As soon as we started to get troubling messages that one of the groups is followed by a bear leaving footsteps of blood, we explored from Dirk Dansercoer (who already was at Longyearbyen) the details of the incident. Today all the groups are aware of that danger, they have established a day-and-night duty. And we scheduled a hotwash for all of the guides to elaborate rules for that sort of incidents.”

I can’t really blame a woman for defending herself, but I just know the Russians will catch hell for this. (Groan)

Not that I care. Disinterestedness is my middle name. What is it to me if a lady has a bear for dinner, or vice-versa? All I care about is sea-ice, right?

The ice Barneo is sitting on has slowed its drift in the kind weather, though the temperatures are slowly dropping, from -15°C on April 16 to -24°C on April 18 (which demonstrates the Arctic continues to lose heat under clear skies, despite 24-hour-a-day sunshine. The sun is simply still too low. Any warming is still imported from the south. But the imported air chills more slowly now.)

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There is more to this than meets the eye. From yesterday’s Barneo Facebook page:

In the matter of yesterday’s message about the bear incident: as we just learned, the case is more complicated than it appears to be. Mr. Dansercoer misinformed us. Now the incident is exploring by Norwegian Police; as far as we know, they have a footage and witness testimony. We’ll inform our readers as soon as we get exact knowledge.

But then I suppose the lawyers got involved. From today’s page:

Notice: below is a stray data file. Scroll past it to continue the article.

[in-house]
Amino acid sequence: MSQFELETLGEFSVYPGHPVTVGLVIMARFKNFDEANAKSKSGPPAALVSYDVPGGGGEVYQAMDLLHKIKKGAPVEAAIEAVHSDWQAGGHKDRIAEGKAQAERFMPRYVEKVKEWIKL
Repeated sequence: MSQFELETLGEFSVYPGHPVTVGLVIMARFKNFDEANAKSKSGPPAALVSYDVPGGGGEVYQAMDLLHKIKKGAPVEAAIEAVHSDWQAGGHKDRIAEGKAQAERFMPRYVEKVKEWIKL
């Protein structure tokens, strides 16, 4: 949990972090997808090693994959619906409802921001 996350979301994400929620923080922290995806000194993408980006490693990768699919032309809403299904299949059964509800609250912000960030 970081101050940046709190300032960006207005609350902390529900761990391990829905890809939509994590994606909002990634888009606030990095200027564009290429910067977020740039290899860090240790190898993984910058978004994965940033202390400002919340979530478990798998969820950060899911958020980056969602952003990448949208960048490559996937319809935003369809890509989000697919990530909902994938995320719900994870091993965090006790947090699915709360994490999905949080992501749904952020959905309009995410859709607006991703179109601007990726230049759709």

Victor Boyarsky, a member of the International Polar Guides Association, has just informed us that the Bear Shooting Case study is scheduled soon after completion of the Barneo season. They will make a decision after consultations with all the people involved. Until that moment we won’t make any comments on the matter.…

What interests me most is the mention of “footage.” Now, that would be an interesting bit of film to see. I hope it appears on You Tube. But I suppose the reputation of an arctic guide is at stake, so we should be patient. I do know one thing: Those bears could care less about our rules and regulations.

In other news, a new lead (crack in ice with, initially, open water exposed), apparently has made one end of the runway unusable, so they extended the other end. I can’t find any pictures of it yet, nor a description of how wide it is, but here is a nice picture of a “pressure ridge” (what happens when the two sides of a “lead” slam closed):

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ARCTIC SEA ICE –Jets at Barneo Halted by Storm–

The video below was taken by a drone flying above last year’s Barneo base, and at the start shows the sort of pressure ridges they were dealing with, which forced them to move the entire base in the midst of their operations.

This year the ice seems smoother, and so is the operation of the base.  They have drifted south past 89°N latitude, which will be handy for the cross-country skiiers headed up there to ski “the final degree”.

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You can see the direction-of-drift shifted from to the southeast to the southwest, and the rate-of-drift increased. This was due to an influx of air all the way from the Pacific that raised temperatures some twenty degrees to -15°C.  You can see the skies, which had been a vibrant blue, turning gray in this video taken by a woman walking about the camp.

Here is the layout of the camp seen from above.

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Flights had to be canceled for a day as the “milder” air generated a snowstorm, with temperatures at -17°C

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But it is not entirely uncomfortable to sit around indoors.

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And soon the skies cleared and the jets could bring more people north.

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Including a rock band, conducting a “Top of the World” tour.


In conclusion, the idea that “The Polar Icecap has melted away” is not true quite yet.